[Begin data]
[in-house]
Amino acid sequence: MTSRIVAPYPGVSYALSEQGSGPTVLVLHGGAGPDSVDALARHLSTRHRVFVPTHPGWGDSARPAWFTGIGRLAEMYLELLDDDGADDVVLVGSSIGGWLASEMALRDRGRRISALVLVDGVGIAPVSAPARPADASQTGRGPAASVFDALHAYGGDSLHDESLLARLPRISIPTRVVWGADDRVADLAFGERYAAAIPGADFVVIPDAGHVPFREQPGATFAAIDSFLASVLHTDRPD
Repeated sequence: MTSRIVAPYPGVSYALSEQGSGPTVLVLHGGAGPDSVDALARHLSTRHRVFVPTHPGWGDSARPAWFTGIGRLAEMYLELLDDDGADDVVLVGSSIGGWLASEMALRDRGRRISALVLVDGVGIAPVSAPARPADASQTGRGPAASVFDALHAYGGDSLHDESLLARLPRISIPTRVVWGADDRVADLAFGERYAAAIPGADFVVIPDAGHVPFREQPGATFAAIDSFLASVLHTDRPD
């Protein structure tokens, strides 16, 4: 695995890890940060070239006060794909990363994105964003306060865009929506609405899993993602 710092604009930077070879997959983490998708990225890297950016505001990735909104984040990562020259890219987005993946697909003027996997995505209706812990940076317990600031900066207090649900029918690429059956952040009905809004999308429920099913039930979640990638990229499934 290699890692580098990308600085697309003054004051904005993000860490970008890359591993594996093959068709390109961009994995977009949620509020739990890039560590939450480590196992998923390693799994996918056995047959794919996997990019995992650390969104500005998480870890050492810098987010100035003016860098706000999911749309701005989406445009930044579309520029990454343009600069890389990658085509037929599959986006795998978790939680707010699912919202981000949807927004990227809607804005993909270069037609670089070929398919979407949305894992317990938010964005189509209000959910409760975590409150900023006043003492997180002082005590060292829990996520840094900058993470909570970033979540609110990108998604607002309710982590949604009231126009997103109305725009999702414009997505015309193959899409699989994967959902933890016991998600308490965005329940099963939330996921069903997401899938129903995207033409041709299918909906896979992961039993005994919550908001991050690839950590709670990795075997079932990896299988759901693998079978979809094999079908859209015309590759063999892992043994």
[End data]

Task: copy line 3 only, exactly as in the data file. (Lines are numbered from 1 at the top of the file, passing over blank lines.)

Repeated sequence: MTSRIVAPYPGVSYALSEQGSGPTVLVLHGGAGPDSVDALARHLSTRHRVFVPTHPGWGDSARPAWFTGIGRLAEMYLELLDDDGADDVVLVGSSIGGWLASEMALRDRGRRISALVLVDGVGIAPVSAPARPADASQTGRGPAASVFDALHAYGGDSLHDESLLARLPRISIPTRVVWGADDRVADLAFGERYAAAIPGADFVVIPDAGHVPFREQPGATFAAIDSFLASVLHTDRPD